Gardeners help deliver produce to hungry pantries

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Mike Lonergan is the epitome of what the University of Illinois Extension expects of a backyard gardener.

He is a lifelong gardener who enjoys growing a variety of fruits and vegetables. Her family uses what they can, donating some to friends and neighbors, and also donates a generous amount of produce to area pantries.

“The food bank is more important than ever with all of the economic issues such as high inflation in the cost of food and other household expenses and gasoline costs affecting people these days,” said Lonergan, who donated an additional 75 pounds of food on Thursday.


As vegetable gardens bloom and harvest is already underway, extension officials remind gardeners that if they have a surplus of tomatoes, cucumbers, zucchini, corn or other produce, many keep -eating are equipped to receive donations of fresh produce.

As Capt. Chris Clarke of the Salvation Army in Jacksonville said, “We have produce stands available every day, but we’ll never have enough.”

Extension in Morgan County wants more home gardeners to “be like Mike” and become a steady source of fresh produce for pantry customers.

“It’s a step-by-step process, but I think we’re getting closer to where we want to be,” said Melinda Vortman, Snap-Ed program coordinator for Calhoun, Cass, Greene, Morgan and Scott counties. “Our role is to help provide fresh produce to people who need it.”

Vortman is excited about the program to attract more donors so more fresh produce is available.

“Fruits and vegetables don’t contain salt and are the healthiest foods you can eat,” Vortman said. “Low-income groups have problems with diabetes because of their diet. If we work together as a community, we can overcome this and help people eat healthier. Just because there’s a lot of food in the pantries doesn’t mean there isn’t a need for it.

Lonergan’s day job is vice president of loans at Farm Credit Illinois in Jacksonville, but he also finds time to grow a variety of produce in his garden, including corn, tomatoes, beets, green beans, cucumbers , zucchini, cantaloupes, watermelons and strawberries.

He started when he was young. Along with his five siblings, he helped maintain a half-acre garden.

“Anyone who was able to help did so,” Lonergan said. “We grew corn, green beans, radishes, lettuce and sold much of what we didn’t eat. When the kids moved out, our parents took the surplus to the farmers’ markets.

When Lonergan moved into her current home in 2007, there was plenty of room for gardening and her children raised vegetables as well as animals that they showed in 4-H.

“We always had plenty and sold to local grocery stores and farmers markets. We don’t do as much with farmers markets, so what we don’t eat, we take to the food bank,” Lonergan said.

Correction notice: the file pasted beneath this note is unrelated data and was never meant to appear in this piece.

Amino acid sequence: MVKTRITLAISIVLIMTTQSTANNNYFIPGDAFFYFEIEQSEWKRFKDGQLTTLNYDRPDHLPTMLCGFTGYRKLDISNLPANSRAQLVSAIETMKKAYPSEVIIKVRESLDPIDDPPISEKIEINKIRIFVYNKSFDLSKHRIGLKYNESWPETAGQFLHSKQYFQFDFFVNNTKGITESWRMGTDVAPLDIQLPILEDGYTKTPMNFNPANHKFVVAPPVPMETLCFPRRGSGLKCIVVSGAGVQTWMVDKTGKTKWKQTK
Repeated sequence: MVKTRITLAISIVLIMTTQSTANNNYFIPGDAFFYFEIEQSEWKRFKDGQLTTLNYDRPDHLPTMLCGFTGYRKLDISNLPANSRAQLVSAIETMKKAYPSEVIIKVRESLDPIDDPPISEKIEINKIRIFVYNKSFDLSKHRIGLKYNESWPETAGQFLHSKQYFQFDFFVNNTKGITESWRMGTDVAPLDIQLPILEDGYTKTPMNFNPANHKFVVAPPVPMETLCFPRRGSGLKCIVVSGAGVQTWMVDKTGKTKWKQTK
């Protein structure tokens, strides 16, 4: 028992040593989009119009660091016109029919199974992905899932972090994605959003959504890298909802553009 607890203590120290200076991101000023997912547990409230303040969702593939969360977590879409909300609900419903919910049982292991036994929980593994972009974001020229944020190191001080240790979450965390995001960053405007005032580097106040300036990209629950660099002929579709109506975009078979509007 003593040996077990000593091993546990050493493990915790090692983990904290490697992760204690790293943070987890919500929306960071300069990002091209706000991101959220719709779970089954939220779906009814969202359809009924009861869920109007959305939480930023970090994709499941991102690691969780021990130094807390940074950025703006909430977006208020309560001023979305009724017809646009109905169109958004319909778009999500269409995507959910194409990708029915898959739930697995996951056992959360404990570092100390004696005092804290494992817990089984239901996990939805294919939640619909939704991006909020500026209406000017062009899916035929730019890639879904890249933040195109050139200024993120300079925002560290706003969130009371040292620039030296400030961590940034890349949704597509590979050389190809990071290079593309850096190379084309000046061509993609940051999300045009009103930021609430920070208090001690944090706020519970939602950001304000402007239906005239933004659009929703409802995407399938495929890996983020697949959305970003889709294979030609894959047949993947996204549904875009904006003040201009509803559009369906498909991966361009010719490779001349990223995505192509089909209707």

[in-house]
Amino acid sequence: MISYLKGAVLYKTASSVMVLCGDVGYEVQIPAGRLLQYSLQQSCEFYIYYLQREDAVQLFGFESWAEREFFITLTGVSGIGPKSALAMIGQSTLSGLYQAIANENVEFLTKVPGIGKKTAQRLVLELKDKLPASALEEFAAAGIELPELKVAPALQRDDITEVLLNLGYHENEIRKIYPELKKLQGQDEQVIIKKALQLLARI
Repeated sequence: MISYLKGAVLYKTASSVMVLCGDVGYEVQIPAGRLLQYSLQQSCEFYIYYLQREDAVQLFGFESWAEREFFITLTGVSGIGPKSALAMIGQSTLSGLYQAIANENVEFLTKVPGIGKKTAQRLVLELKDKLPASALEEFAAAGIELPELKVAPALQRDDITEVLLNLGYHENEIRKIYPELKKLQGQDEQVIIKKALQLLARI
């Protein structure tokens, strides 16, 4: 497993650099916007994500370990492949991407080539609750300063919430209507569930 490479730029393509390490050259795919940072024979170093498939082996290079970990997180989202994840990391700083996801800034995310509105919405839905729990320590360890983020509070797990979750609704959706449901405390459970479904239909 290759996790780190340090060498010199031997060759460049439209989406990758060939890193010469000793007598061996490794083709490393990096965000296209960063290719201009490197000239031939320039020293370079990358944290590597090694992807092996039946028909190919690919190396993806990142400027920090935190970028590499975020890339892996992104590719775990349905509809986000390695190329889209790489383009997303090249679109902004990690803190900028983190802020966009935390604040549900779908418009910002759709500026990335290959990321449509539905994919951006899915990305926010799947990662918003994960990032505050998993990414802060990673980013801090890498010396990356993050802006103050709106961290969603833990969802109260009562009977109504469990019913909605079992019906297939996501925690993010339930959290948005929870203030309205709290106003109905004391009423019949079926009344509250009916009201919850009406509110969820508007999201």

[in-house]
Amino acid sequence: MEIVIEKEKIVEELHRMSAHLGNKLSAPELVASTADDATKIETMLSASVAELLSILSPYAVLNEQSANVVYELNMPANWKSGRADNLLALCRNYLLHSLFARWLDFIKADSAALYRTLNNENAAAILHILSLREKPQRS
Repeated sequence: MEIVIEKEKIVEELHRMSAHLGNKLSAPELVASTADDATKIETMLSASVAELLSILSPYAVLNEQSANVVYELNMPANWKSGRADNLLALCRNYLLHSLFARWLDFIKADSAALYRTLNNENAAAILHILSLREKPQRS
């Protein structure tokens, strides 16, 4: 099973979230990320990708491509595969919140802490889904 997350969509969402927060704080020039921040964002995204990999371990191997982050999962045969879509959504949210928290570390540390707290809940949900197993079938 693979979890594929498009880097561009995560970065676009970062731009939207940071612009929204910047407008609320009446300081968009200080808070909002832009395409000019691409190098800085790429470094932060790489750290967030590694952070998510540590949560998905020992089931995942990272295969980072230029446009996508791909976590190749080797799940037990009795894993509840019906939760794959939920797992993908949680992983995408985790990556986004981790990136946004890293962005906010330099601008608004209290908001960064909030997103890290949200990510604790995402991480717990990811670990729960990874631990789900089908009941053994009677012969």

The Jacksonville-area food center has been accepting and supplying fresh produce for at least five years, administrator Melissa Hall said. “Participation has increased. We have regular donors who regularly bring us products. »

“Farmers and gardeners have already brought in zucchini, squash, green beans, peas and carrots this season,” Hall said. “Our customers love it.”

Hall said the center would take the products in any way possible and people would bring them in any way. They accept all fresh food donations from 7:30 a.m. to 11:30 a.m. Monday through Friday.

Clarke from the Salvation Army tells a similar story.

“Any product we can get, we take. We have volunteers picking up produce from grocery stores, but we have people bringing produce to us. The more we spread the word, the more we can give,” Clarke said.

“Buying fresh produce is one of those things that can be expensive for people and a lot of people skip it because of the cost and they get macaroni and cheese instead,” Clarke said. “Providing products is good for the community.”

The Salvation Army accepts donations during the week and no appointment is necessary.

“The gift of vegetable crops starts with connecting with a local food pantry,” said Staci Coussens, an educator in the Extension Snap-Ed program at the University of Illinois at Champaign. “Donors can find a list of pantries that will accept products at ampleharvest.org.”

Pantries that accept donations of fresh produce include: The Salvation Army, 331 W. Douglas Ave. ; Jacksonville Area Food Center, 316 E. State St.; Murrayville-Woodson Pantry, 501 Main Street, Murrayville; Naples Food Pantry, 202 McNair St., Naples; Auburn Food Pantry, 125 E. Washington Ave., Auburn; Pike County, 120 S. Madison St., Pittsfield; and Brown County, 206 SW Cross St., Mount Sterling.

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